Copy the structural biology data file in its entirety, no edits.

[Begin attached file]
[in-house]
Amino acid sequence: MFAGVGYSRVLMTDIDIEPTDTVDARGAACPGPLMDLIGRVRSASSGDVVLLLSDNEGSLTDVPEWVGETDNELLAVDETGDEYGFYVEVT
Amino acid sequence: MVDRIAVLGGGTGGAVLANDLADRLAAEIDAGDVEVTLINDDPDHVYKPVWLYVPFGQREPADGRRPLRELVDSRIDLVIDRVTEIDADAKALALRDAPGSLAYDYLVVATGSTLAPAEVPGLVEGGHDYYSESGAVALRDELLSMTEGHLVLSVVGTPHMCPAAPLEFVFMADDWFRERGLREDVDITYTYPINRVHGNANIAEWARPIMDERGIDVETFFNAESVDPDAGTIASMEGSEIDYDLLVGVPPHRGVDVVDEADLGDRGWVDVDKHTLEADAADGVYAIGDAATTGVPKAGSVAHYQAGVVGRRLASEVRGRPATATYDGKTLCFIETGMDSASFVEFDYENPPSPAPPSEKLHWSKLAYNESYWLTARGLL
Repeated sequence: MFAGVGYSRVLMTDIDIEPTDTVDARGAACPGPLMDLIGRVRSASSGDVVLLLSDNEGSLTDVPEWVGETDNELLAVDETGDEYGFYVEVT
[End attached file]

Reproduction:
[in-house]
Amino acid sequence: MFAGVGYSRVLMTDIDIEPTDTVDARGAACPGPLMDLIGRVRSASSGDVVLLLSDNEGSLTDVPEWVGETDNELLAVDETGDEYGFYVEVT
Amino acid sequence: MVDRIAVLGGGTGGAVLANDLADRLAAEIDAGDVEVTLINDDPDHVYKPVWLYVPFGQREPADGRRPLRELVDSRIDLVIDRVTEIDADAKALALRDAPGSLAYDYLVVATGSTLAPAEVPGLVEGGHDYYSESGAVALRDELLSMTEGHLVLSVVGTPHMCPAAPLEFVFMADDWFRERGLREDVDITYTYPINRVHGNANIAEWARPIMDERGIDVETFFNAESVDPDAGTIASMEGSEIDYDLLVGVPPHRGVDVVDEADLGDRGWVDVDKHTLEADAADGVYAIGDAATTGVPKAGSVAHYQAGVVGRRLASEVRGRPATATYDGKTLCFIETGMDSASFVEFDYENPPSPAPPSEKLHWSKLAYNESYWLTARGLL
Repeated sequence: MFAGVGYSRVLMTDIDIEPTDTVDARGAACPGPLMDLIGRVRSASSGDVVLLLSDNEGSLTDVPEWVGETDNELLAVDETGDEYGFYVEVT